My Mum and Dad were both Heads of Science (in different schools of course) and people that didn’t know them well might have thought that they were rather “nerdy”. The truth is that they were both frugal and organised and above all sensible.
Like all normal people neither of them expected to die in an accident – certainly they never imagined dying together and leaving me on my own! But because they were sensible they arranged their financial affairs so that if the worst did happen I wouldn’t be left destitute. They both had life insurance and any spare money they had was put into tax-free investments (ISAs). When they died the mortgage on the house was automatically paid off which meant that it became mine without anybody else having a financial claim on it and when things all went wrong with Nan and Granddad the house was a bolt hole for me to escape to. A place of refuge, that nobody could make me leave once I was 18.
Yes I did have some financial problems but as readers of my blog will remember they were mainly due to Nan and Granddad stealing from me or were due to my own financial inexperience. As an example I didn’t know I was allowed to sell the stocks and shares I had been left as an alternative to using them to generate income. Once somebody explained that to me it made a big difference: problems like 4 new tires for the car needed a lump sum of capital rather than a monthly cheque and selling a few company stocks and shares enabled me to cope better.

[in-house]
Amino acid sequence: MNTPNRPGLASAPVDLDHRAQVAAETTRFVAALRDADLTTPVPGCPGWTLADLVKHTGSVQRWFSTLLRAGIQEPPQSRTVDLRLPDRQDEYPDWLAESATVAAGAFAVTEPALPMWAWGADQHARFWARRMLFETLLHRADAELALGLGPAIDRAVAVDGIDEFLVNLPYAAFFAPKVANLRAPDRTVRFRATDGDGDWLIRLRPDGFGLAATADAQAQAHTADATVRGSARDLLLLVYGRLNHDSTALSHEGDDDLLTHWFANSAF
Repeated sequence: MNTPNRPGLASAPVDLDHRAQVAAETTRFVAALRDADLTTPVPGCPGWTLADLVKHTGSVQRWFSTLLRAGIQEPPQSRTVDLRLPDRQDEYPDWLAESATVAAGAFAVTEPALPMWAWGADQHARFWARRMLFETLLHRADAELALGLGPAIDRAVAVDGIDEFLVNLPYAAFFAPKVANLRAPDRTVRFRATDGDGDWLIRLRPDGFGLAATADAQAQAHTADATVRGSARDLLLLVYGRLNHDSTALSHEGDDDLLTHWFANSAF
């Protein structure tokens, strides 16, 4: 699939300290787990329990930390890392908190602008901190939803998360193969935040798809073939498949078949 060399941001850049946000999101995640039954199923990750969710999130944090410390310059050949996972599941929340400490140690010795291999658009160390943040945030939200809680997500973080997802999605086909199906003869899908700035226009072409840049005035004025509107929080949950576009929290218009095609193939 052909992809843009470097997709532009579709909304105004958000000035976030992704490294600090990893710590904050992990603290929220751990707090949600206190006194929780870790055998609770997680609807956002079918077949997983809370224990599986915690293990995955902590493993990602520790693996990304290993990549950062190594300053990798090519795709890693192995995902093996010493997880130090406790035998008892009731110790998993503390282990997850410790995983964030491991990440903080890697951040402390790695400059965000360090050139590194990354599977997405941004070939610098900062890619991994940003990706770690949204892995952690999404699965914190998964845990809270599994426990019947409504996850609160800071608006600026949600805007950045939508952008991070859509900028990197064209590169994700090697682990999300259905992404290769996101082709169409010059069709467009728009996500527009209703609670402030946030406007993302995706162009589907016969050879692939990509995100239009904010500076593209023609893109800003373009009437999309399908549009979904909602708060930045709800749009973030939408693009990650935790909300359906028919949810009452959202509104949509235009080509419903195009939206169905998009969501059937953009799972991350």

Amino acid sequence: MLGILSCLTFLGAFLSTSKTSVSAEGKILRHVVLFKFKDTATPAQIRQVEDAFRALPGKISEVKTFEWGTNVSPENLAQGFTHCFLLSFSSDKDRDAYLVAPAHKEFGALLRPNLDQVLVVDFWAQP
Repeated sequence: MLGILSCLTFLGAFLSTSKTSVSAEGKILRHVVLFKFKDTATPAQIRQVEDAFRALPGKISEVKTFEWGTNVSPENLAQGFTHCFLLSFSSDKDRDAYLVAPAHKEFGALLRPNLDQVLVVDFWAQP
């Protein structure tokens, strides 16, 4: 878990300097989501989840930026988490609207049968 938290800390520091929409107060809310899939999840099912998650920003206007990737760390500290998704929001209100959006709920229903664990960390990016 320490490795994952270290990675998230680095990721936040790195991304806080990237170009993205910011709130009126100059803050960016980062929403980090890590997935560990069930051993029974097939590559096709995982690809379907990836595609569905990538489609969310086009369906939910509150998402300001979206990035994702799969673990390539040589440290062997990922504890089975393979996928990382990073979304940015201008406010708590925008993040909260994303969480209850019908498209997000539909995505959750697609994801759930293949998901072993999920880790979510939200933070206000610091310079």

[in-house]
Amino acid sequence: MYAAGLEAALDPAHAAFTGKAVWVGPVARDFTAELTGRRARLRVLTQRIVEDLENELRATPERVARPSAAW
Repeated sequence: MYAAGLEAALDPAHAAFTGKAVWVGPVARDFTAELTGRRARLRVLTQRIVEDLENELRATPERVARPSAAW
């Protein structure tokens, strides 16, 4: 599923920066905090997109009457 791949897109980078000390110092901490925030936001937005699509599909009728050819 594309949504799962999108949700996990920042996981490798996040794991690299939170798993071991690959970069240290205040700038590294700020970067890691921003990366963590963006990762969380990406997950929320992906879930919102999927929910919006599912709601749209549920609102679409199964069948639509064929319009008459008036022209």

But this month I found that I had also received a different kind of inheritance from them!
I’ve been doing the first school block in my PGCE (teacher training) course. I have been allowed to teach small sections of lessons at the 3 different key stages – so the youngest group I taught was year 7 and the oldest was year 13. Most student teachers prefer to teach the younger pupils but I must take after my Mum and Dad because I found working with the older groups both easier and more fun. I think my biggest success was doing some physics calculations with a triple science group. The classroom teacher gave me a couple of worked examples to use with the group but once they had finished these I made up some examples of my own and demonstrated how to work out the answers on the white-board without using a calculator. Mum and Dad were always good at mental arithmetic and I seem to be as well.
I didn’t have any problems with classroom control. I think being so tall and having quite a loud voice makes them feel that mucking the new teacher around might not be a good idea. Several times each day I found myself using behavioural techniques that I had heard Mum and Dad talking about at home. My mentor seemed impressed that I knew these and he guessed that I had come from a family of teachers.
I seem to have a lot of “electronic paperwork” to look at and even some to create for myself. What with schemes of work, lesson plans, pupil worksheets and class registers there always seemed to be something that needed to be done. I have all Mum and Dad’s teaching resources in folders so I look through what they used when they were still alive and pinch the best bits. It is almost like a legacy from them to me isn’t it!